Sittenfeld: I'm staying in Senate race, to give voters "a voice and a choice"
Saying he wants to give Ohio Democrats "a competition, not a coronation," Cincinnati city council member P.G. Sittenfeld said in Columbus this morning he will stay in the U.S. Senate race, despite pressure within his own party to withdraw.
Nearly the entire Democratic Party establishment, in Ohio and nationally, is backing former Ohio governor Ted Strickland over the 30-year-old Cincinnati council member.
In front of the Ohio Statehouse Thursday morning, Sittenfeld laid out his reasons for running, saying he wants to give voters in next March's Democratic U.S. Senate primary "a voice and a choice."
"History shows - and great Ohio Democrats like John Glenn, Howard Metzenbaum and Dick Celeste proved - that testing our candidates in a primary almost always makes us stronger in a general election,'' Sittenfeld said, according to a text of the speech.
Sittenfeld and the 73-year-old Strickland are vying for the chance to face Republican incumbent Rob Portman in the November 2016 election.
The 30-year-old Cincinnati council member has been under pressure from party leaders to get out of next spring’s primary contest with former Ohio governor Ted Strickland.
Strickland has the backing of the Ohio Democratic Party, the Democratic Senatorial Campaign Committee, U.S. Sen. Sherrod Brown, former President Bill Clinton and other party leaders.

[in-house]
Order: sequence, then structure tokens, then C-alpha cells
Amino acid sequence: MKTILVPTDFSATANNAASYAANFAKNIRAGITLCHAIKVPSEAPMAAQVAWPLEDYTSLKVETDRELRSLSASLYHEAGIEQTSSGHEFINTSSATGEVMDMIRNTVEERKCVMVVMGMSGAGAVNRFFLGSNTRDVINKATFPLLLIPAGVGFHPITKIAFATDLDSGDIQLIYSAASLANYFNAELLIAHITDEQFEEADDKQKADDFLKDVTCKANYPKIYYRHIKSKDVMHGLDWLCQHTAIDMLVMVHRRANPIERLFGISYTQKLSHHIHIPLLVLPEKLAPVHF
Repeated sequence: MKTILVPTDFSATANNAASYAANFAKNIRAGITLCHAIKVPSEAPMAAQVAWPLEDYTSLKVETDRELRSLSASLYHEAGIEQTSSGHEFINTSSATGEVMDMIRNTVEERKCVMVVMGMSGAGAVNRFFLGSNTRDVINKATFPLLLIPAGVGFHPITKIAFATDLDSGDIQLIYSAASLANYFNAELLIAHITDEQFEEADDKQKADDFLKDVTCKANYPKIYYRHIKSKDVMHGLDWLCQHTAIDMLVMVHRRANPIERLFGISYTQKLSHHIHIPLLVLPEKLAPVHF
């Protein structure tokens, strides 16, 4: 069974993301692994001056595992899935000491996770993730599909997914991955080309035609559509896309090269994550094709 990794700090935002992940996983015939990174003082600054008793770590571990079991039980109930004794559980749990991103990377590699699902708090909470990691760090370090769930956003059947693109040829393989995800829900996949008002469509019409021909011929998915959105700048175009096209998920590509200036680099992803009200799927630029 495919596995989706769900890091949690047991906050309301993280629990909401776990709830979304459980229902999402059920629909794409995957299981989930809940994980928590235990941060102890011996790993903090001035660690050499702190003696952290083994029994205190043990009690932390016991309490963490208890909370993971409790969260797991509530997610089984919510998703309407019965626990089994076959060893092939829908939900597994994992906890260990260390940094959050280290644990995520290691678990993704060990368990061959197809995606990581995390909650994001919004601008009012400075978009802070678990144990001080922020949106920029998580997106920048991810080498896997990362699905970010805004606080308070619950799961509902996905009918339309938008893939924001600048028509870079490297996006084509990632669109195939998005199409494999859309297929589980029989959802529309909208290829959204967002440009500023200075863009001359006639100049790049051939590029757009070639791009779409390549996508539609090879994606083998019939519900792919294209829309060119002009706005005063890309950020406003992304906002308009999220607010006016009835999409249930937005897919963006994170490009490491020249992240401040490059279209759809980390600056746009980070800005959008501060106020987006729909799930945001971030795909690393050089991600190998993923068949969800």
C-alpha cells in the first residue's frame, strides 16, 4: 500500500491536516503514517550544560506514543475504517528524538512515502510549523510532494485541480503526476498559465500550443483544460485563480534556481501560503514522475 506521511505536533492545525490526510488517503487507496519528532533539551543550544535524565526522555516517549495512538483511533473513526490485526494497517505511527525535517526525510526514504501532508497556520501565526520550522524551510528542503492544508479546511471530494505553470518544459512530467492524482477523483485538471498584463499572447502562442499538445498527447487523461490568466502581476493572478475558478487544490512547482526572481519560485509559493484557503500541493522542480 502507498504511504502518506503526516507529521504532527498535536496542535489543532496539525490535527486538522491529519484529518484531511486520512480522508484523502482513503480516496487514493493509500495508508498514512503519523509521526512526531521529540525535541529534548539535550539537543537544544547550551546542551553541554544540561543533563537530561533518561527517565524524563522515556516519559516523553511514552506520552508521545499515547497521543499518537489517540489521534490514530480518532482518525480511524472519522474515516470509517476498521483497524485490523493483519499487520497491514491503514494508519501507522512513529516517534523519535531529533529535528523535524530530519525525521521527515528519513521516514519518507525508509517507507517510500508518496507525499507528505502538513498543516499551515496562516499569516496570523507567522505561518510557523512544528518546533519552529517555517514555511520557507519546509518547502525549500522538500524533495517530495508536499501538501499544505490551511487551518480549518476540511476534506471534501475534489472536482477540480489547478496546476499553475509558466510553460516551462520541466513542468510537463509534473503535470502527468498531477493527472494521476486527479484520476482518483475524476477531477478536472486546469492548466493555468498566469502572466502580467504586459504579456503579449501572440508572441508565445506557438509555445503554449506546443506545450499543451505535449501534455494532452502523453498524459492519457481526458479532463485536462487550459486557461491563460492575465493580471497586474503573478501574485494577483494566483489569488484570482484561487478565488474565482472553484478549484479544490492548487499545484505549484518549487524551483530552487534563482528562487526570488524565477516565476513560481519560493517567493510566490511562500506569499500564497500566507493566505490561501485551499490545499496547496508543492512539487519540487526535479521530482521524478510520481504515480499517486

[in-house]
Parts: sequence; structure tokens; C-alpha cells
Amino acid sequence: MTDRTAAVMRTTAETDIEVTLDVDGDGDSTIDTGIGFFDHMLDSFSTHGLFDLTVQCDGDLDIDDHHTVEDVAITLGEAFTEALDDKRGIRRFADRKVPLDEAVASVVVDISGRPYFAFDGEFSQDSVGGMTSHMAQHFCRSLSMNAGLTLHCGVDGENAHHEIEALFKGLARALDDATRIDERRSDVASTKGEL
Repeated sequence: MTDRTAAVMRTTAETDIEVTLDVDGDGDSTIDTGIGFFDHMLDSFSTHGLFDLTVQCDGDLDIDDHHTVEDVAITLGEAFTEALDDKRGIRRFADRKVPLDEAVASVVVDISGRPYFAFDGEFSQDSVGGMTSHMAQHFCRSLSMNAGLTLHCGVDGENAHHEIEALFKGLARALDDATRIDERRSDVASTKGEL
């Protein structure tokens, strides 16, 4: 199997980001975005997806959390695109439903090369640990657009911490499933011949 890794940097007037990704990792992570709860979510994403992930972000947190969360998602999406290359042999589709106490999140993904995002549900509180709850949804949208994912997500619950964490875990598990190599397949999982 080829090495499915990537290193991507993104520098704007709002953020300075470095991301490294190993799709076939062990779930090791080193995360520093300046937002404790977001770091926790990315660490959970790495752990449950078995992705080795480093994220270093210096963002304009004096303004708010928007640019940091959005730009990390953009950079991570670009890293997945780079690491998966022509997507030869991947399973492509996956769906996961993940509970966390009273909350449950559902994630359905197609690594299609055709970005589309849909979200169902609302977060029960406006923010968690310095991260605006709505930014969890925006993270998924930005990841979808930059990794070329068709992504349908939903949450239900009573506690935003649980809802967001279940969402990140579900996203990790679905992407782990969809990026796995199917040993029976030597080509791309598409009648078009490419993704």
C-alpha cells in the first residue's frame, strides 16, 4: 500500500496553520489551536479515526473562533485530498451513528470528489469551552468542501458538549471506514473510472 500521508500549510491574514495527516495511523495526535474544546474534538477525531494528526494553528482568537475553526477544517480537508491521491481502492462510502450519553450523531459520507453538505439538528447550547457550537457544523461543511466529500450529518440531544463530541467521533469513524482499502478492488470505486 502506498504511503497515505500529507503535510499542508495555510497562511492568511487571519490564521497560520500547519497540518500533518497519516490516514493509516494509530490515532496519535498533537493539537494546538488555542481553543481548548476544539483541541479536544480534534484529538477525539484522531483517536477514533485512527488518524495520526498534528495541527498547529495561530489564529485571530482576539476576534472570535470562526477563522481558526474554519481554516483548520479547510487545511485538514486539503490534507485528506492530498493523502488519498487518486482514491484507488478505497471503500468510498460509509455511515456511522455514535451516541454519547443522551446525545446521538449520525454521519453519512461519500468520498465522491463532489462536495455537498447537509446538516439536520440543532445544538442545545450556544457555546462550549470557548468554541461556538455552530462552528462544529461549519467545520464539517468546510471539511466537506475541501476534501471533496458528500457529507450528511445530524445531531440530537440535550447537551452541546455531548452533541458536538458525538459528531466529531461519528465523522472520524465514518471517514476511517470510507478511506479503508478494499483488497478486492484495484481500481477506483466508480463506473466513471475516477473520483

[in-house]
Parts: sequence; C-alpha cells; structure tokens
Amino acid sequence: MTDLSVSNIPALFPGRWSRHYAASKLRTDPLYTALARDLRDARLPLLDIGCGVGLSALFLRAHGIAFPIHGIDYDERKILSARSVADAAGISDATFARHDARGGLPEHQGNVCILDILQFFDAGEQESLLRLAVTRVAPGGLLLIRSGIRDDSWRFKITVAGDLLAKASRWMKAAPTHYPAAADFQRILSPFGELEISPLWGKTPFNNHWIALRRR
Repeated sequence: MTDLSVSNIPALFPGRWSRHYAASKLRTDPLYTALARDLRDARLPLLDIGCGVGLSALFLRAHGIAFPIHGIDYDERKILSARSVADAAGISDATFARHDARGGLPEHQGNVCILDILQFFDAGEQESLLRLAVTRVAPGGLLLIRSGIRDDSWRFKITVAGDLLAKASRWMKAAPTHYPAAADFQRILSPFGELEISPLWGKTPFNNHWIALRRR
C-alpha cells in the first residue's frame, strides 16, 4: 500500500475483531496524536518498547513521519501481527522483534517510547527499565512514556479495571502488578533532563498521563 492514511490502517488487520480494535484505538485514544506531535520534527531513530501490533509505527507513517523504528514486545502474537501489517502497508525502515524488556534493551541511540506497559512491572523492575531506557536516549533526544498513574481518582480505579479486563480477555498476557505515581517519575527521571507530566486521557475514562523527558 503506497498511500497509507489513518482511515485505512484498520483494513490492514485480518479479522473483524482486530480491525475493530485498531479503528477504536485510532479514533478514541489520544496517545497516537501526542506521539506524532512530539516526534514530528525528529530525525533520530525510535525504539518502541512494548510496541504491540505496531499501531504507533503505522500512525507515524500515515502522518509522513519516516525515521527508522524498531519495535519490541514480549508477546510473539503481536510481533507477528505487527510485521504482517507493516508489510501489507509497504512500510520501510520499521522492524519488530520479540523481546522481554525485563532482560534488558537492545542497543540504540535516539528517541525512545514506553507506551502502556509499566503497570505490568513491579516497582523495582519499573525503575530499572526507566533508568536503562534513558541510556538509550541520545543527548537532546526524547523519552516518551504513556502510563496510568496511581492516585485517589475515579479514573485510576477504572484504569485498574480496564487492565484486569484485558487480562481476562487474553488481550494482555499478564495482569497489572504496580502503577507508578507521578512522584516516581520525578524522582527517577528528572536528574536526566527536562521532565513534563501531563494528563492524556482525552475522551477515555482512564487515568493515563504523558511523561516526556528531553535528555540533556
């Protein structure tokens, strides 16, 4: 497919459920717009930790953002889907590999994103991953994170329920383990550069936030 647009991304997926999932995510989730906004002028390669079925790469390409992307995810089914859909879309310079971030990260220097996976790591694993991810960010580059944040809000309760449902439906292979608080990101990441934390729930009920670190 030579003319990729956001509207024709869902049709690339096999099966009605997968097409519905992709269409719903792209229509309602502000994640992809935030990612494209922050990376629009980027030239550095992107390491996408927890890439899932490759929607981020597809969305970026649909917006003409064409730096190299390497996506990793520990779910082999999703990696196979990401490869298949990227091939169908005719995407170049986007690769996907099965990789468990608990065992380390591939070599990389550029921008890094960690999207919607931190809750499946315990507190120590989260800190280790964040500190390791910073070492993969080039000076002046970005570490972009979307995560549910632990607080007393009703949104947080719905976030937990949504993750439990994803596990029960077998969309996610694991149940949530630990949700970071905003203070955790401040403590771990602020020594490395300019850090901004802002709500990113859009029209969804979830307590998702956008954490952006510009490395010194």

Sittenfeld, in his speech, said it is "long past time to have a Senate that looks more like America. The Senate needs more women, minorities, and, yes, young people."
If elected to the Senate, Sittenfeld will be 32 years old. The minimum age for a U.S. Senator is 30.
"Though the millennial generation of which I am a member is the largest and most technologically savvy in history, not a single one of us serves in the U.S. Senate,'' Sittenfeld said.
Sittenfeld said that, if elected, he pledges "to make fixing the student debt problem one of my top priorities."
The Cincinnati council member said he would also "fight to increase" Social Security benefits and pay for it "by removing the income cap that allows millionaires and billionaires to avoid their fair share of taxes."
Strickland campaign spokeswoman Jennifer Donohue said the former governor's campaign would not respond to Sittenfeld's announcement.
"We continue to be focused on Rob Portman's votes to out-source Ohio jobs,'' Donohue said.